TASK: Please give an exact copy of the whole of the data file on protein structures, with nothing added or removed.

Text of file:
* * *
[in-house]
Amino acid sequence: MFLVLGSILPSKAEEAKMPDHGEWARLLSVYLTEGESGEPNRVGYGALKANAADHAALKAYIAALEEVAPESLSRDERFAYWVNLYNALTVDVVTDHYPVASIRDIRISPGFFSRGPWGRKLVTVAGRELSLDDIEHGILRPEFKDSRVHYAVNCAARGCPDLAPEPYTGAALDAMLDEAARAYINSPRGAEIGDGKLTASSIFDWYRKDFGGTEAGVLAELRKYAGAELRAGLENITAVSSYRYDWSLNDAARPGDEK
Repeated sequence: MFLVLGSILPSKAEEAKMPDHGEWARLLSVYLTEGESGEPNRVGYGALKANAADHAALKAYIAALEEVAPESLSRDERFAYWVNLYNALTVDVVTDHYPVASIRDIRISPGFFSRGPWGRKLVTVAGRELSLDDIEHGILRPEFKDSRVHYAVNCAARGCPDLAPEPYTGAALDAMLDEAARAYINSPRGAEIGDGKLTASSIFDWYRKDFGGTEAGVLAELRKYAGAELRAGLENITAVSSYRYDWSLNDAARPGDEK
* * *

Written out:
[in-house]
Amino acid sequence: MFLVLGSILPSKAEEAKMPDHGEWARLLSVYLTEGESGEPNRVGYGALKANAADHAALKAYIAALEEVAPESLSRDERFAYWVNLYNALTVDVVTDHYPVASIRDIRISPGFFSRGPWGRKLVTVAGRELSLDDIEHGILRPEFKDSRVHYAVNCAARGCPDLAPEPYTGAALDAMLDEAARAYINSPRGAEIGDGKLTASSIFDWYRKDFGGTEAGVLAELRKYAGAELRAGLENITAVSSYRYDWSLNDAARPGDEK
Repeated sequence: MFLVLGSILPSKAEEAKMPDHGEWARLLSVYLTEGESGEPNRVGYGALKANAADHAALKAYIAALEEVAPESLSRDERFAYWVNLYNALTVDVVTDHYPVASIRDIRISPGFFSRGPWGRKLVTVAGRELSLDDIEHGILRPEFKDSRVHYAVNCAARGCPDLAPEPYTGAALDAMLDEAARAYINSPRGAEIGDGKLTASSIFDWYRKDFGGTEAGVLAELRKYAGAELRAGLENITAVSSYRYDWSLNDAARPGDEK